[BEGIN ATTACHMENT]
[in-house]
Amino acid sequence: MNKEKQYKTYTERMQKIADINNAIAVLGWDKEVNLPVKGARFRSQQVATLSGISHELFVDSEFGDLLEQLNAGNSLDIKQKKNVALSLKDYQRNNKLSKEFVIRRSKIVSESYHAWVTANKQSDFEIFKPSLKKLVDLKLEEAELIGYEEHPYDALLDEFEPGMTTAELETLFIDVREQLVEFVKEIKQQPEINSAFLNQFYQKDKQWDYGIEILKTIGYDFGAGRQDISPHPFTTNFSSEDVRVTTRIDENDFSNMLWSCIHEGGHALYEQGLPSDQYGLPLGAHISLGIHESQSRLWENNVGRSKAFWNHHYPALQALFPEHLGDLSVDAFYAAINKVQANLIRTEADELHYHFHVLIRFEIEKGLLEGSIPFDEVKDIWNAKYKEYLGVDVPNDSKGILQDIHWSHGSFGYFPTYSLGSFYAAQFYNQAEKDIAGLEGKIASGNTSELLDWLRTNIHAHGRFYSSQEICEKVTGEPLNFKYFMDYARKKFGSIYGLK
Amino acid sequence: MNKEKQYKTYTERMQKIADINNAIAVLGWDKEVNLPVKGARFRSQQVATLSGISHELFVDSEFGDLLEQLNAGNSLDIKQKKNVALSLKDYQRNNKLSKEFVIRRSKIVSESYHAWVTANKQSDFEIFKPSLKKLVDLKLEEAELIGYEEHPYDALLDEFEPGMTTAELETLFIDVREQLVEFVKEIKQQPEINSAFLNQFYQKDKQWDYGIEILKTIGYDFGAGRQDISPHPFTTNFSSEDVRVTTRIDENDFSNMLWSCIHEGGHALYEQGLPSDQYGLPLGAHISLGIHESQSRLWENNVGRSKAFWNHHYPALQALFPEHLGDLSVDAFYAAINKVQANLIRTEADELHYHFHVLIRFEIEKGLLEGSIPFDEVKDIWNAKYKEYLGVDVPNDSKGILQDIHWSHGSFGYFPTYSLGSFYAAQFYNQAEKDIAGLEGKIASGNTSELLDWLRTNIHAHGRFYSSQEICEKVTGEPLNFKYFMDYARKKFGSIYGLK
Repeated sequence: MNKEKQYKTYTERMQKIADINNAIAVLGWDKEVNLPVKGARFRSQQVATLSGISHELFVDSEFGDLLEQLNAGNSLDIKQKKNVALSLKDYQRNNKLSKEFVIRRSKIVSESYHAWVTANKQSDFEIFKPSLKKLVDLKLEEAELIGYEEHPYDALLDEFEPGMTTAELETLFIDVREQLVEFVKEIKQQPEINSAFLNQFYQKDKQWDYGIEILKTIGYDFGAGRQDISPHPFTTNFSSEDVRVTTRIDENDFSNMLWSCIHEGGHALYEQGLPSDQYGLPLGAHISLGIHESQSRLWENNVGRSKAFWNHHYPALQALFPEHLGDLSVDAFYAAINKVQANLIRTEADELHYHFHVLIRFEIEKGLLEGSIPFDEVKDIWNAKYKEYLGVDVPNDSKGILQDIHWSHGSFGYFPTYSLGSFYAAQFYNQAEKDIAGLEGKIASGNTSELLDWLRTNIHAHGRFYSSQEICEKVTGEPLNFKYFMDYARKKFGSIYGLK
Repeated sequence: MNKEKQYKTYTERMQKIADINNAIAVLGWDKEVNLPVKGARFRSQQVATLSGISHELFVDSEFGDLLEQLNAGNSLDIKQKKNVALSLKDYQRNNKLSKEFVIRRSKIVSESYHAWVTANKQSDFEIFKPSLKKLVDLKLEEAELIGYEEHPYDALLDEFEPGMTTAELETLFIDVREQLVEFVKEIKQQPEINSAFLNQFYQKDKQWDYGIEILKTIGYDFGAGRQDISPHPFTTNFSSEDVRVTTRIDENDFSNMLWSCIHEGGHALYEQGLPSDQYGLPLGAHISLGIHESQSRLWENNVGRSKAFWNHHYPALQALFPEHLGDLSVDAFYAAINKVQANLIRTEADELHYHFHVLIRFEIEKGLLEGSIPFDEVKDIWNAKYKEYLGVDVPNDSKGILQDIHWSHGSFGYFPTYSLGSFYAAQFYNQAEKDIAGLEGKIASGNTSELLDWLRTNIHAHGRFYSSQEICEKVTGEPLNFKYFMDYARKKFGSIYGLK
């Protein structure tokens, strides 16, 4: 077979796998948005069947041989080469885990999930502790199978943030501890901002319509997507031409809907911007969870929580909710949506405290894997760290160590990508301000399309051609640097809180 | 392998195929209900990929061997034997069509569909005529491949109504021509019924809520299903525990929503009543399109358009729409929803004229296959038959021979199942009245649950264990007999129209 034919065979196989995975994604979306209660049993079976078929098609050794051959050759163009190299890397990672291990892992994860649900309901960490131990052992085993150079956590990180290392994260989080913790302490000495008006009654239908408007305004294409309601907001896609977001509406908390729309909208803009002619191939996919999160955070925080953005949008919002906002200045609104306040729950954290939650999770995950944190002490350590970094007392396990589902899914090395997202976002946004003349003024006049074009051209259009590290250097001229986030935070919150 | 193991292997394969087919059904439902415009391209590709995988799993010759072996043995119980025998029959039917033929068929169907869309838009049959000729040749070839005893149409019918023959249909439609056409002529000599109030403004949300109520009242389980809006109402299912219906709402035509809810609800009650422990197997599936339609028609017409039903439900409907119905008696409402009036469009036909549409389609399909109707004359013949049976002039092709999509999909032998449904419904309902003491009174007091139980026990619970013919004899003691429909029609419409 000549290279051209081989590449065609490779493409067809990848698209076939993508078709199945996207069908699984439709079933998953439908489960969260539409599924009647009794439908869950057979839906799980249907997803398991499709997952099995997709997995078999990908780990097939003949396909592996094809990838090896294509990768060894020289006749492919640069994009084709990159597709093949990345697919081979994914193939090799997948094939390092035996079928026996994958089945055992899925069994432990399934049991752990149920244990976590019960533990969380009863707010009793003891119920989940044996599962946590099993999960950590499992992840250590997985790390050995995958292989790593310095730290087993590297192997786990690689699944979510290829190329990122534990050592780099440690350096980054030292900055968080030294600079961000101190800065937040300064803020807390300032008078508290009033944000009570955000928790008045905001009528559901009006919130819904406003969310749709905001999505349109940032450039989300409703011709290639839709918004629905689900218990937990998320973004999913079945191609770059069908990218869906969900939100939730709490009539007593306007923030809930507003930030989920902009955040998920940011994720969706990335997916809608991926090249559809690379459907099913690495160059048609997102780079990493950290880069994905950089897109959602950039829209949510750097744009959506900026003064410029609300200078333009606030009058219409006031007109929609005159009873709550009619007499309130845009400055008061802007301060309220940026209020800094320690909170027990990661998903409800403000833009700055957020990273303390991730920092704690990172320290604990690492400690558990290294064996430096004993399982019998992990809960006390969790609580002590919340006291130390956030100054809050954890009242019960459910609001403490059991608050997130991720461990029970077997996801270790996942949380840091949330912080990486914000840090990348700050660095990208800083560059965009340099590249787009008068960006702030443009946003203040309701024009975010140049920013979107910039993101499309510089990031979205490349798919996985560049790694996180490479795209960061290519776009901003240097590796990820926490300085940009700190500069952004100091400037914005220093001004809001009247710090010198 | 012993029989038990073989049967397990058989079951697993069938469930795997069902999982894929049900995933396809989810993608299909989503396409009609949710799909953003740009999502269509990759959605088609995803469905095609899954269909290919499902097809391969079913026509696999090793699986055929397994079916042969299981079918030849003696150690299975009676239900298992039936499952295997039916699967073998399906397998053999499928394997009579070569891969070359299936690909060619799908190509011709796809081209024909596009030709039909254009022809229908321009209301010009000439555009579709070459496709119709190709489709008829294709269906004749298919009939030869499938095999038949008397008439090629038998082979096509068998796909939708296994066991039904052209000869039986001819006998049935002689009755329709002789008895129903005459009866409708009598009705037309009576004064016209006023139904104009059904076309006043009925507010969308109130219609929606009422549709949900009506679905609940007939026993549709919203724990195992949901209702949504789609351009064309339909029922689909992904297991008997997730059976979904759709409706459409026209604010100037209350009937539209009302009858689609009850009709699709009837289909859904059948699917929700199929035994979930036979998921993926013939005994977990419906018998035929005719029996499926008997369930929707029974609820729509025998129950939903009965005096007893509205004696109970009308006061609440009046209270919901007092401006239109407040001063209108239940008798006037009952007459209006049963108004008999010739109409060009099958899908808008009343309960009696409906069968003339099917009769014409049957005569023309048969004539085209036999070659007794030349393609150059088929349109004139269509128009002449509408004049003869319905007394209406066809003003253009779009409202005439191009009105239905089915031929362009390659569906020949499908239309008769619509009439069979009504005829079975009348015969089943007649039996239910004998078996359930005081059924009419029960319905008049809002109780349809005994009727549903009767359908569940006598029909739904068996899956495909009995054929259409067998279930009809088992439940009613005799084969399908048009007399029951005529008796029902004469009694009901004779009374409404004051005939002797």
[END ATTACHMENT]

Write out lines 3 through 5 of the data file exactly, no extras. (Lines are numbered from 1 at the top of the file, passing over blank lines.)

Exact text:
Amino acid sequence: MNKEKQYKTYTERMQKIADINNAIAVLGWDKEVNLPVKGARFRSQQVATLSGISHELFVDSEFGDLLEQLNAGNSLDIKQKKNVALSLKDYQRNNKLSKEFVIRRSKIVSESYHAWVTANKQSDFEIFKPSLKKLVDLKLEEAELIGYEEHPYDALLDEFEPGMTTAELETLFIDVREQLVEFVKEIKQQPEINSAFLNQFYQKDKQWDYGIEILKTIGYDFGAGRQDISPHPFTTNFSSEDVRVTTRIDENDFSNMLWSCIHEGGHALYEQGLPSDQYGLPLGAHISLGIHESQSRLWENNVGRSKAFWNHHYPALQALFPEHLGDLSVDAFYAAINKVQANLIRTEADELHYHFHVLIRFEIEKGLLEGSIPFDEVKDIWNAKYKEYLGVDVPNDSKGILQDIHWSHGSFGYFPTYSLGSFYAAQFYNQAEKDIAGLEGKIASGNTSELLDWLRTNIHAHGRFYSSQEICEKVTGEPLNFKYFMDYARKKFGSIYGLK
Repeated sequence: MNKEKQYKTYTERMQKIADINNAIAVLGWDKEVNLPVKGARFRSQQVATLSGISHELFVDSEFGDLLEQLNAGNSLDIKQKKNVALSLKDYQRNNKLSKEFVIRRSKIVSESYHAWVTANKQSDFEIFKPSLKKLVDLKLEEAELIGYEEHPYDALLDEFEPGMTTAELETLFIDVREQLVEFVKEIKQQPEINSAFLNQFYQKDKQWDYGIEILKTIGYDFGAGRQDISPHPFTTNFSSEDVRVTTRIDENDFSNMLWSCIHEGGHALYEQGLPSDQYGLPLGAHISLGIHESQSRLWENNVGRSKAFWNHHYPALQALFPEHLGDLSVDAFYAAINKVQANLIRTEADELHYHFHVLIRFEIEKGLLEGSIPFDEVKDIWNAKYKEYLGVDVPNDSKGILQDIHWSHGSFGYFPTYSLGSFYAAQFYNQAEKDIAGLEGKIASGNTSELLDWLRTNIHAHGRFYSSQEICEKVTGEPLNFKYFMDYARKKFGSIYGLK
Repeated sequence: MNKEKQYKTYTERMQKIADINNAIAVLGWDKEVNLPVKGARFRSQQVATLSGISHELFVDSEFGDLLEQLNAGNSLDIKQKKNVALSLKDYQRNNKLSKEFVIRRSKIVSESYHAWVTANKQSDFEIFKPSLKKLVDLKLEEAELIGYEEHPYDALLDEFEPGMTTAELETLFIDVREQLVEFVKEIKQQPEINSAFLNQFYQKDKQWDYGIEILKTIGYDFGAGRQDISPHPFTTNFSSEDVRVTTRIDENDFSNMLWSCIHEGGHALYEQGLPSDQYGLPLGAHISLGIHESQSRLWENNVGRSKAFWNHHYPALQALFPEHLGDLSVDAFYAAINKVQANLIRTEADELHYHFHVLIRFEIEKGLLEGSIPFDEVKDIWNAKYKEYLGVDVPNDSKGILQDIHWSHGSFGYFPTYSLGSFYAAQFYNQAEKDIAGLEGKIASGNTSELLDWLRTNIHAHGRFYSSQEICEKVTGEPLNFKYFMDYARKKFGSIYGLK